There’s supposed to be no place for sentiment in football—a lesson Brendan Rodgers very nearly learned in the most painful way. With nine minutes remaining he sent on Wes Morgan, the 37-year-old former captain who hadn’t played since December, for an emotional cameo. Eight minutes later, it looked like some combination of his knee and Ben Chilwell’s shin had forced in a Chelsea equalizer and had cost Leicester its first-ever FA Cup triumph. But then VAR intervened, Morgan and Rodgers were saved and Leicester was on its way to a 1–0 victory and glory.
This is a day that will never be forgotten in Leicester, but it was also a huge day for English football as a whole. For the 1927 FA Cup final, King George V was asked what he would like the bands of the Grenaders and Irish Guards to play before kick-off. He asked for the favorite hymn of his wife, Queen Mary, and so "Abide With Me" became a part of Cup final tradition. It’s been played at every Cup final since (bar 1959, for reasons that remain obscure) but can rarely have felt so apposite as it did here.
For Bert Trautmann, the former Nazi paratrooper who became Manchester City’s goalkeeper and a great symbol of post-War reconciliation as he played in the 1955 and 1956 FA Cup finals, the words encapsulated the capacity of football to bring together everybody from the kids of a grimy back street in a northern industrial town to royalty. Others in those finals immediately after the Wars would have felt keenly the significance of the final verse as the return of football marked a return to normality: “Shine through the gloom and point me to the skies/Heaven's morning breaks, and earth's vain shadows flee/In life, in death, O Lord, abide with me.”
And as 21,000 fans returned to Wembley, the largest crowd congregated in the UK for 14 months, the symbolic value of the Cup final as the beginning of the end of restrictions—on Monday, different households will be able to mix indoors for the first time this year, while cafes and restaurants will open—was clear. There has been a tendency in recent years for the singing of "Abide With Me" to be largely neglected, but on Saturday it had a haunting quality. Perhaps the rituals feel more important now, less hackneyed after a year without them, or perhaps it was the words: in life, in 127,675 Covid-related deaths in the UK.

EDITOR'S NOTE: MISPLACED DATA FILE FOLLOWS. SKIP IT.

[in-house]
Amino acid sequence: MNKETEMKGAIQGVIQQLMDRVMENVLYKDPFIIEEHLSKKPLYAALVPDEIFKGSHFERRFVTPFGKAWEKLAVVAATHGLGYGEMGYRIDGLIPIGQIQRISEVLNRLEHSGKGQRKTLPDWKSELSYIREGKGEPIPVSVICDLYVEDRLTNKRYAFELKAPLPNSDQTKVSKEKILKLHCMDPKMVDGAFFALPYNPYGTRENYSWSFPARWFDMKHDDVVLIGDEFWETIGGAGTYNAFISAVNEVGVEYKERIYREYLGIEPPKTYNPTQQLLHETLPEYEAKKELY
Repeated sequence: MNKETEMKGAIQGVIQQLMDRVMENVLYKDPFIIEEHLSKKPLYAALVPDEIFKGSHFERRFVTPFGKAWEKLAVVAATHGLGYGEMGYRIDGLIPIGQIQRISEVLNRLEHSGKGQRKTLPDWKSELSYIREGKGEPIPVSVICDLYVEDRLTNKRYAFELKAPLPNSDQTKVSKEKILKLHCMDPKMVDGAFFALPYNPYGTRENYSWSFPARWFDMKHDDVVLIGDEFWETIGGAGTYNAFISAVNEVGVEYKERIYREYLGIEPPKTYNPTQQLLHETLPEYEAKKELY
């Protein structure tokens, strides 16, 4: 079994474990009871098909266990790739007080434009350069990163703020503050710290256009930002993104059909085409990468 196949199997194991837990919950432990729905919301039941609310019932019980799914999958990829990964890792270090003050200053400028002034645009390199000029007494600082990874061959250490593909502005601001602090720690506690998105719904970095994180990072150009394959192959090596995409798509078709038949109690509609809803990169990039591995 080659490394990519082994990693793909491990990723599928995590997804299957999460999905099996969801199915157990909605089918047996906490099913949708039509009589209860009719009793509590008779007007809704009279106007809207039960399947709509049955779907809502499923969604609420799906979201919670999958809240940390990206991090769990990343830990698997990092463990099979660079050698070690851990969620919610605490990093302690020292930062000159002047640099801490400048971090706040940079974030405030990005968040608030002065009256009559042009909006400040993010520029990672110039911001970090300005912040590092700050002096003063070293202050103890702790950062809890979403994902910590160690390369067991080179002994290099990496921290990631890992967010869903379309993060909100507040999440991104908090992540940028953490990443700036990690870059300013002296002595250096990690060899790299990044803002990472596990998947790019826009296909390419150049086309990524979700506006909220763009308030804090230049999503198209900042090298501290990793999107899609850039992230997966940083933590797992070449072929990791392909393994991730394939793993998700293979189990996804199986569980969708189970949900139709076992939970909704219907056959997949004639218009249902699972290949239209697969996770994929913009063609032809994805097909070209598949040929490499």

The presence of a crowd clearly gave an edge. A first half that in other circumstances might have been dismissed as dreary felt like an occasion: The rumbles of anticipation and ripples of appreciation are part of the spectacle. But before anybody got too sentimental, it must be noted that there was some isolated booing, from both ends of the ground, of the players taking the knee in support of the FA’s anti-racism initiatives.
If anybody was in any doubt about the benefits of a crowd, it surely disappeared after 63 minutes with the spontaneous eruption of joy as Youri Tielemans seized on the ball after Reece James’s poor pass out from the back had been intercepted, possibly with the use of a hand by Ayoze Perez, advanced as Chelsea backed off and hammered a shot from 28 yards into the top corner. It was a stunning goal, one that entered immediately into the canon of great FA Cup final strikes, and it proved to be the winner.
It was deserved, not just for this game, in which Leicester withstood pressure at the beginning of each half before effectively neutering Chelsea, but for the way the club has developed over the past couple of seasons. It would have been easy to assume the title win in 2016 was a one-off and settled for a diminished status in mid-table. But Leicester showed ambition in appointing Rodgers and has continued to buy with imagination and intelligence.
Tielemans, signed in 2019, is the club’s record signing at just over $50 million, representative of its ability to attract promising young talent. But the other two outstanding players were the central defenders, Wesley Fofana and Caglar Soyuncu, who cost $65 million in total and were far from household names. Chelsea, having lost momentum, never regained it, although Kasper Schmeichel made two astonishing late saves, one from a Ben Chilwell header and one from a Mason Mount volley. And then there was that hair’s breadth VAR offside.
The sides meet again in the league on Tuesday in a game that will go a long way to determining who qualifies for next season’s Champions League. Financially, perhaps, that is of more significance, but the game is about glory and no Leicester fan, you suspect, would swap this win for anything. Seventy-two years after its first FA Cup final, Leicester has won the competition at last, and those memories will endure far longer than anything a balance sheet could offer. This was about emotion and a sense that football is returning.
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